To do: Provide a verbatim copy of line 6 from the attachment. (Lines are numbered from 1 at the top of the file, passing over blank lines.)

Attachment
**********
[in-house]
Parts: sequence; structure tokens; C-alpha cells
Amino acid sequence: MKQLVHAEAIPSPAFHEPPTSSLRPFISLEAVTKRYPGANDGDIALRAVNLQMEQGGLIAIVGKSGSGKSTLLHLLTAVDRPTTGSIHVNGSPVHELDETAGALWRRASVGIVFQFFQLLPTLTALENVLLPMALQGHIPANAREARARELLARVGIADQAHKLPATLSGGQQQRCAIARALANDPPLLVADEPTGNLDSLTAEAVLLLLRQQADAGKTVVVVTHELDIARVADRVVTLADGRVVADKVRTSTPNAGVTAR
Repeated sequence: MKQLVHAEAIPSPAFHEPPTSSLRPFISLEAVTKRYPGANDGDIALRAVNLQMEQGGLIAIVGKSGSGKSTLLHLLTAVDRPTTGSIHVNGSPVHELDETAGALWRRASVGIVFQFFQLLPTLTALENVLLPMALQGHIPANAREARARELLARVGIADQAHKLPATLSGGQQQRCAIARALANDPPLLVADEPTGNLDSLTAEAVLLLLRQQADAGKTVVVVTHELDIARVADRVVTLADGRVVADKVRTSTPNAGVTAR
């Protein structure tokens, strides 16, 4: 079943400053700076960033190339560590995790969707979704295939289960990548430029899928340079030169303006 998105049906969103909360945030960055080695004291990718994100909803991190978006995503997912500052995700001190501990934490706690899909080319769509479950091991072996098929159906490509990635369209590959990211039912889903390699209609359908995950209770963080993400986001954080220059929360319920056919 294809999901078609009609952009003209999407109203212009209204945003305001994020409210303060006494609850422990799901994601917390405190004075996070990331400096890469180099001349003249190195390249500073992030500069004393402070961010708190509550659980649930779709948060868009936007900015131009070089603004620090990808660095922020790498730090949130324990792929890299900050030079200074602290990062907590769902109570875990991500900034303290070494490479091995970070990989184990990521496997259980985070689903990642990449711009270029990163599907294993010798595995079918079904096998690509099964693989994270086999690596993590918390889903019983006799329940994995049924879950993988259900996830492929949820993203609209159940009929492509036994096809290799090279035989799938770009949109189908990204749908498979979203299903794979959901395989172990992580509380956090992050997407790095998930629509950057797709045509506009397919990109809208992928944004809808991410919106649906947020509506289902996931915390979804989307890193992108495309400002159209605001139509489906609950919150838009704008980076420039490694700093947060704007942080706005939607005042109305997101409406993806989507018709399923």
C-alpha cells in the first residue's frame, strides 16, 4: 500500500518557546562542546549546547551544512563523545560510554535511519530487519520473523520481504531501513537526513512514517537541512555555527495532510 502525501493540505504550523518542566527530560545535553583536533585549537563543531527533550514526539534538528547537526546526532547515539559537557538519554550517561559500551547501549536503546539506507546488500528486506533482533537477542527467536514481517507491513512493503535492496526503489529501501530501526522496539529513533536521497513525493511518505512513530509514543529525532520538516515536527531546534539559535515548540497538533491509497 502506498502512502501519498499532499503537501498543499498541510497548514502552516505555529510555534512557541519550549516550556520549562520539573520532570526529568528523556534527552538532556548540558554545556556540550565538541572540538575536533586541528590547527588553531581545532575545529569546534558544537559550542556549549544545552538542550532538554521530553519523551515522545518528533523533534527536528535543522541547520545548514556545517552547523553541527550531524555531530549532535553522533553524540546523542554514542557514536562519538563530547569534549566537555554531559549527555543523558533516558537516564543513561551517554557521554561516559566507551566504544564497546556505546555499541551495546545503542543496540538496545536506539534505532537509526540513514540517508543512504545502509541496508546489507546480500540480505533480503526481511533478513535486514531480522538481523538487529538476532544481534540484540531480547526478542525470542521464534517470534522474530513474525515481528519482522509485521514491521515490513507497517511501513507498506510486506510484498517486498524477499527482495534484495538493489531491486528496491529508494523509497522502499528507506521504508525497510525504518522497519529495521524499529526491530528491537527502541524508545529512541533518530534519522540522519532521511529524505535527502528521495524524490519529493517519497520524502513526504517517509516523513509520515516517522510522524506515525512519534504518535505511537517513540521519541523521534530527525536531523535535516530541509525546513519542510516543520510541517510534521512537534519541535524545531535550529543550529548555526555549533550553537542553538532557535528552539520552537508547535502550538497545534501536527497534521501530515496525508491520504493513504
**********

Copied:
C-alpha cells in the first residue's frame, strides 16, 4: 500500500518557546562542546549546547551544512563523545560510554535511519530487519520473523520481504531501513537526513512514517537541512555555527495532510 502525501493540505504550523518542566527530560545535553583536533585549537563543531527533550514526539534538528547537526546526532547515539559537557538519554550517561559500551547501549536503546539506507546488500528486506533482533537477542527467536514481517507491513512493503535492496526503489529501501530501526522496539529513533536521497513525493511518505512513530509514543529525532520538516515536527531546534539559535515548540497538533491509497 502506498502512502501519498499532499503537501498543499498541510497548514502552516505555529510555534512557541519550549516550556520549562520539573520532570526529568528523556534527552538532556548540558554545556556540550565538541572540538575536533586541528590547527588553531581545532575545529569546534558544537559550542556549549544545552538542550532538554521530553519523551515522545518528533523533534527536528535543522541547520545548514556545517552547523553541527550531524555531530549532535553522533553524540546523542554514542557514536562519538563530547569534549566537555554531559549527555543523558533516558537516564543513561551517554557521554561516559566507551566504544564497546556505546555499541551495546545503542543496540538496545536506539534505532537509526540513514540517508543512504545502509541496508546489507546480500540480505533480503526481511533478513535486514531480522538481523538487529538476532544481534540484540531480547526478542525470542521464534517470534522474530513474525515481528519482522509485521514491521515490513507497517511501513507498506510486506510484498517486498524477499527482495534484495538493489531491486528496491529508494523509497522502499528507506521504508525497510525504518522497519529495521524499529526491530528491537527502541524508545529512541533518530534519522540522519532521511529524505535527502528521495524524490519529493517519497520524502513526504517517509516523513509520515516517522510522524506515525512519534504518535505511537517513540521519541523521534530527525536531523535535516530541509525546513519542510516543520510541517510534521512537534519541535524545531535550529543550529548555526555549533550553537542553538532557535528552539520552537508547535502550538497545534501536527497534521501530515496525508491520504493513504